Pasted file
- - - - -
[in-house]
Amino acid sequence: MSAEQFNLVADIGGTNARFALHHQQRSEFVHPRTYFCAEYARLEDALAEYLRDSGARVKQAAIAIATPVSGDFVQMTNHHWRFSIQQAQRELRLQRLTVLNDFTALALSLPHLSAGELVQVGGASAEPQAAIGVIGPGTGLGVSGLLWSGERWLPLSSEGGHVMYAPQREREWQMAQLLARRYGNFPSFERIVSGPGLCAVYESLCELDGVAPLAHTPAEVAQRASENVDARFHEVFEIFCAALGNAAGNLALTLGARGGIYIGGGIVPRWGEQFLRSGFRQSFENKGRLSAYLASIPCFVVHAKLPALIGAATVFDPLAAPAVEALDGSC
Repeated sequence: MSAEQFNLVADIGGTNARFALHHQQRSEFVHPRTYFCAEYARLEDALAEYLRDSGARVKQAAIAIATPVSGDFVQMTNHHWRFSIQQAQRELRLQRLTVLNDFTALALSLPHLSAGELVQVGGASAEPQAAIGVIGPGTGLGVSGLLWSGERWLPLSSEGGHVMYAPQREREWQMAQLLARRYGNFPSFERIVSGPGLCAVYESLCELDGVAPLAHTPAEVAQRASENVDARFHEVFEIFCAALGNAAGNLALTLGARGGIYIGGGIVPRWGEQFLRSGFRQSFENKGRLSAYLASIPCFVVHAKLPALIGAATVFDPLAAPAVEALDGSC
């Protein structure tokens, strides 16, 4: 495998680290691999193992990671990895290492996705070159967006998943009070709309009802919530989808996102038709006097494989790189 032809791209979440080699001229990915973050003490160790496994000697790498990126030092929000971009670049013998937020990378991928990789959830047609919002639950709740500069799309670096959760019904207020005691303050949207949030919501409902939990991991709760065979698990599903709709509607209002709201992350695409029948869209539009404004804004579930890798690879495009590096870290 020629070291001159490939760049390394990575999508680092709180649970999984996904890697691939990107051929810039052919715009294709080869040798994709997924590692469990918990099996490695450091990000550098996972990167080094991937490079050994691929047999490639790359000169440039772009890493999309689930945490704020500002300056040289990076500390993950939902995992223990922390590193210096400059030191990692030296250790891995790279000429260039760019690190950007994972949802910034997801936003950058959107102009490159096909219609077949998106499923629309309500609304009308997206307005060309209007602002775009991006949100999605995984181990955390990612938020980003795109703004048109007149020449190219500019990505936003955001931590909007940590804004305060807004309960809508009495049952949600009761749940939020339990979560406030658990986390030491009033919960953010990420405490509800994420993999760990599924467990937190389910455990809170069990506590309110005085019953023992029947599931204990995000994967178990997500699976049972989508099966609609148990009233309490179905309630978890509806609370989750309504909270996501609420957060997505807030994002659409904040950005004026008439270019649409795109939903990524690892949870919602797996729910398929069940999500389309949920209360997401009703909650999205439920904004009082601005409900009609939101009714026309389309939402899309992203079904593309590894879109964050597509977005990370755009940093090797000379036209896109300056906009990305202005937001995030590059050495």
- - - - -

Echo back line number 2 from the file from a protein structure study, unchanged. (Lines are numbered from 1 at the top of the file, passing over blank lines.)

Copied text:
Amino acid sequence: MSAEQFNLVADIGGTNARFALHHQQRSEFVHPRTYFCAEYARLEDALAEYLRDSGARVKQAAIAIATPVSGDFVQMTNHHWRFSIQQAQRELRLQRLTVLNDFTALALSLPHLSAGELVQVGGASAEPQAAIGVIGPGTGLGVSGLLWSGERWLPLSSEGGHVMYAPQREREWQMAQLLARRYGNFPSFERIVSGPGLCAVYESLCELDGVAPLAHTPAEVAQRASENVDARFHEVFEIFCAALGNAAGNLALTLGARGGIYIGGGIVPRWGEQFLRSGFRQSFENKGRLSAYLASIPCFVVHAKLPALIGAATVFDPLAAPAVEALDGSC